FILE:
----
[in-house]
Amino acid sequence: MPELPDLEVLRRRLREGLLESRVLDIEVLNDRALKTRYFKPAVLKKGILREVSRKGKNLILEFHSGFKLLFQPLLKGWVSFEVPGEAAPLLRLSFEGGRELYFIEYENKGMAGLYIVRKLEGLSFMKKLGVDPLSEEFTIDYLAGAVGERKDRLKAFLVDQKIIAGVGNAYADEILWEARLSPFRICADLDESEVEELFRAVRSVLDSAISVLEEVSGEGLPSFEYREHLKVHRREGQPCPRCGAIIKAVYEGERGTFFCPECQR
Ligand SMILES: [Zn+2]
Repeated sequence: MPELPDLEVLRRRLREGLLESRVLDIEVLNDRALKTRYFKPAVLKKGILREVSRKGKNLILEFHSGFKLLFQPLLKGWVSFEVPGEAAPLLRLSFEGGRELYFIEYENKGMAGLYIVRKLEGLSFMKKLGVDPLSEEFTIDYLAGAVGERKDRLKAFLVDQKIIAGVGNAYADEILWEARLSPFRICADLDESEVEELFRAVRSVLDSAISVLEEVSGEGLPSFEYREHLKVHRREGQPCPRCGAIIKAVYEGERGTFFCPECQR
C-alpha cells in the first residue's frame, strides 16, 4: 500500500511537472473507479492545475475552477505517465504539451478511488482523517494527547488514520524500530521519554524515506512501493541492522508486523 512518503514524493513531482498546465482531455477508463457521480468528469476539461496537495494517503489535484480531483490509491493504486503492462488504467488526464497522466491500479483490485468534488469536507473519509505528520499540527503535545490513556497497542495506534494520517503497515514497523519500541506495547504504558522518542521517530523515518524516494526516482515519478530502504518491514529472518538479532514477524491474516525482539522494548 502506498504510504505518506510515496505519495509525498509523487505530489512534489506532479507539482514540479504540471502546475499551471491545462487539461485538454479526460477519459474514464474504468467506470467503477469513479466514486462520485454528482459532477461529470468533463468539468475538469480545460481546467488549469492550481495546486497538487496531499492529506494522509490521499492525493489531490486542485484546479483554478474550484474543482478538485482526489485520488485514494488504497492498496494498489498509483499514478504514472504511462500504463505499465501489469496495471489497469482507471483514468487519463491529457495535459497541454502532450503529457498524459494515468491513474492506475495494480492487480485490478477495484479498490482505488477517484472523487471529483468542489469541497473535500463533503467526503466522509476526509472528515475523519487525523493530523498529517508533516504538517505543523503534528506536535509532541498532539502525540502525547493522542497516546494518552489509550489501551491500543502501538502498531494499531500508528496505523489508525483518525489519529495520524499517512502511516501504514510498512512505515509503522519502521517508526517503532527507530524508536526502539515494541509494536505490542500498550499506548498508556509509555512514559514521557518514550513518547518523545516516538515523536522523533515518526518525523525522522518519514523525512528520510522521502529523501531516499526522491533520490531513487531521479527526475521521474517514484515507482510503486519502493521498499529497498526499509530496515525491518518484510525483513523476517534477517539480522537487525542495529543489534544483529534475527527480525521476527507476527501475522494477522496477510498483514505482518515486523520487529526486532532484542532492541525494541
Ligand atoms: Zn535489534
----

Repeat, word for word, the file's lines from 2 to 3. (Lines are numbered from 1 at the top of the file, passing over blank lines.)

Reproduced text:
Amino acid sequence: MPELPDLEVLRRRLREGLLESRVLDIEVLNDRALKTRYFKPAVLKKGILREVSRKGKNLILEFHSGFKLLFQPLLKGWVSFEVPGEAAPLLRLSFEGGRELYFIEYENKGMAGLYIVRKLEGLSFMKKLGVDPLSEEFTIDYLAGAVGERKDRLKAFLVDQKIIAGVGNAYADEILWEARLSPFRICADLDESEVEELFRAVRSVLDSAISVLEEVSGEGLPSFEYREHLKVHRREGQPCPRCGAIIKAVYEGERGTFFCPECQR
Ligand SMILES: [Zn+2]